If you can commit to familiarizing yourself with all of Empire Earth II's nooks and crannies, expect to be rewarded with an enjoyable addiction that will last you weeks, if not months.
There are a few key additions to gameplay. Roads can now be built to give units speed bonuses (although the benefit of this is dubious thanks to those pathfinding problems). Diplomatic options have been more fully fleshed out with the ability to barter territories in return for alliances. In both single-player and multiplayer matches, crowns are now awarded at timed intervals for successes in the military, economic, and imperial arenas. Lead the field militarily, for example, and you get to choose from a list of bonuses that increase damage done by your infantry for a limited period of time, add to the hit points of your naval vessels, and so forth.
A rock-paper-scissors formula remains the inflexible foundation of the game, but you can change just about everything else. A range of handicaps in skirmish mode run all the way from newbie to game god, adjusting core aspects of gameplay like unit production rate, tech-point generation, and inflicted damage. This nicely levels the playing field against human opponents online and allows for single-player skirmishes against computer antagonists of wildly varying ability. Game pace can also be adjusted, either with fast, slow, or medium presets, or by individually editing game functions. You can accommodate limited amounts of spare time with these speed settings, too. We cranked everything up and ripped through all 15 epochs in a couple of hours in one solo game.
Cunning artificial intelligence provides you with good competition no matter how you tweak the customization options. Computer enemies build their cities smartly, with well-thought-out fortifications. They set up outposts and walls, stud coastal areas with catapults, cannons, and missile launchers, and construct a hell of a lot of fortresses. Weak points are there to be exploited, but you have to scout or spy pretty hard to find them. So while there may be a beachhead in the enemy's rear that's perfect for the landing of an invading army, you usually have to endure the withering fire of a half-dozen surface-to-sea gun batteries to get there.
Attacks are carried out in an intelligent fashion as well. Computer opponents are aggressive, even on easy difficulty settings. They test your defenses in all areas and will only launch large-scale attacks at proven weak links. If computer armies are easily repelled from one locale a few times, you can virtually guarantee the next attack will focus elsewhere. Conversely, if an attack meets with even a modicum of success, you can bet more assaults will be directed at that particular location very shortly.
One area where Empire Earth II doesn't look so smart is in presentation values. The main problem is a certain sameness in units and buildings. Aside from individual soldiers and the handful of units particular to each civilization, buildings, ships, and aircraft have quite similar appearances in each epoch. This is a particular issue with related cultures, although it's noticeable with even the most dissimilar civilizations. So a game played as the Aztecs feels a fair bit like a game played as the Germans, or as the Chinese.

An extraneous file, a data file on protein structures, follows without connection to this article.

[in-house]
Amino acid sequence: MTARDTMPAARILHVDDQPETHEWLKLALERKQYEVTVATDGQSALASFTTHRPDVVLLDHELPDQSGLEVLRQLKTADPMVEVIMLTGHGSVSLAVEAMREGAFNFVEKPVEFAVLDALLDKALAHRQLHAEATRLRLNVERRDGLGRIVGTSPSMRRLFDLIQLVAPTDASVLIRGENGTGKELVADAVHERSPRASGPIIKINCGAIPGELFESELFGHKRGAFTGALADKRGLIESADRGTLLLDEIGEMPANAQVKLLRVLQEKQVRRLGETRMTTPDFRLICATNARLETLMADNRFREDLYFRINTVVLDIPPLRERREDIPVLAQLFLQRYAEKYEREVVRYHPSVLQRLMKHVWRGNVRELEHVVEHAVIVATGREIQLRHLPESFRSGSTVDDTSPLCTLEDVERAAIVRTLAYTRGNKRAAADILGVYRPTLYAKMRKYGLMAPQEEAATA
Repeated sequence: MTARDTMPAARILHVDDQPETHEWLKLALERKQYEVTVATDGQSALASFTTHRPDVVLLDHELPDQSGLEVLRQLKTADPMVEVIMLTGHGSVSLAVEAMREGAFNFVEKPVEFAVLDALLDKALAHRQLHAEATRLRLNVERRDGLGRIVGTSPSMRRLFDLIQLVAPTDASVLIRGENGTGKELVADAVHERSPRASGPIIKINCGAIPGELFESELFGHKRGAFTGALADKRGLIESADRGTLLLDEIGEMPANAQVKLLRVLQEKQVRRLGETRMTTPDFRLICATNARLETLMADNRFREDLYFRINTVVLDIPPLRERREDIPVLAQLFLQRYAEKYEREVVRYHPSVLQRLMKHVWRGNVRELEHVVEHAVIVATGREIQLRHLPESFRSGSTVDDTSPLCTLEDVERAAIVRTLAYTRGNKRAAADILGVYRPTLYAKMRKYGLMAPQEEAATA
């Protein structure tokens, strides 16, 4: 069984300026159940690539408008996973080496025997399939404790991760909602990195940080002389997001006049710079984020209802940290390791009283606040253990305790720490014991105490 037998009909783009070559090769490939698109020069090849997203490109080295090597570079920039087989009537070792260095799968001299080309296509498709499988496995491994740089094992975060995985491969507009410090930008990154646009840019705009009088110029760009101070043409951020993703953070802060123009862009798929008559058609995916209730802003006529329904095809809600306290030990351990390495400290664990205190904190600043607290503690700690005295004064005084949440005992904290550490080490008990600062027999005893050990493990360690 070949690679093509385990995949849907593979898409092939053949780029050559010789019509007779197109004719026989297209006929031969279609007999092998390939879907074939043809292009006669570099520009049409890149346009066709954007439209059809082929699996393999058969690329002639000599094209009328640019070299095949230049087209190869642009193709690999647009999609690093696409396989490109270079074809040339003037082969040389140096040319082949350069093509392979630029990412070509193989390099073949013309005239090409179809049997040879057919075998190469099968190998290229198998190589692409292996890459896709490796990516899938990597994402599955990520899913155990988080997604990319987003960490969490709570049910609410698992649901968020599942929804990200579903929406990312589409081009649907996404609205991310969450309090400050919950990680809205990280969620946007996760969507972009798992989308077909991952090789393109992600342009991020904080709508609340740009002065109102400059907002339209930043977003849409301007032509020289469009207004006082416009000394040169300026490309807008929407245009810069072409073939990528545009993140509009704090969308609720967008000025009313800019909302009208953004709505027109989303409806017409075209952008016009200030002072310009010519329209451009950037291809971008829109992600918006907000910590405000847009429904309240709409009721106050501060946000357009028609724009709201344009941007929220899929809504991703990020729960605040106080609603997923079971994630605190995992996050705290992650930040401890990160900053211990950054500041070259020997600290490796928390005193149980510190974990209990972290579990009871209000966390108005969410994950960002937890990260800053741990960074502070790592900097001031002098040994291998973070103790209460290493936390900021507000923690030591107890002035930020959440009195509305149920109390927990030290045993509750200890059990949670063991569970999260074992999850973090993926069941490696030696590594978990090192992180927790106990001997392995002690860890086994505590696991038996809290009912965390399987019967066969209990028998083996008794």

Even if you're not bothered by the somewhat generic feel of the game, the overall quality of the graphics and audio is a couple of years behind the times. Except for fantastic wind, rain, snow, and sand effects that seriously hamper visibility (or destroy it completely if the setting in video options is turned all the way up), whenever a storm rolls in, Empire Earth II doesn't look that much better than its 2001 predecessor. Unit animation is crude, and there's a lack of fine detail in general. The citizen-management and war-planner screens are extremely blocky and grainy, like photographs blown up far beyond their original sizes. Also, slowdown is an issue on maps with four or more players, even on systems with high-end video cards like the Nvidia 6800GT. During periods of inclement weather, the frame rate can drop so low that the game is barely playable.
Audio order acknowledgments are tedious and are repeated constantly. Some units have just a couple of response options, so you hear the likes of "Look lively, men!" and "Blood and iron!" over and over. Considering the amount of money VU Games obviously spent on this production, the number of voice samples is awfully chintzy. Music is more noteworthy, with different theme songs for each civilization. Some are even catchy, such as the Middle Eastern beat that accompanies campaigns played as the Babylonians. But again, there's too much repetition. The same few notes are recycled ad nauseam, so it isn't long before you're dialing down the volume or switching the music off.
Despite the negatives cited above, we can't fault Empire Earth II with anything but providing too much of a good thing. And when you look at just how much there is to experience, this seems like a pretty forgivable sin. A patient approach, perhaps coupled with the memorization of a dozen or so hotkeys, goes a long way toward appreciating this game, but the eventual payoff is definitely worth it.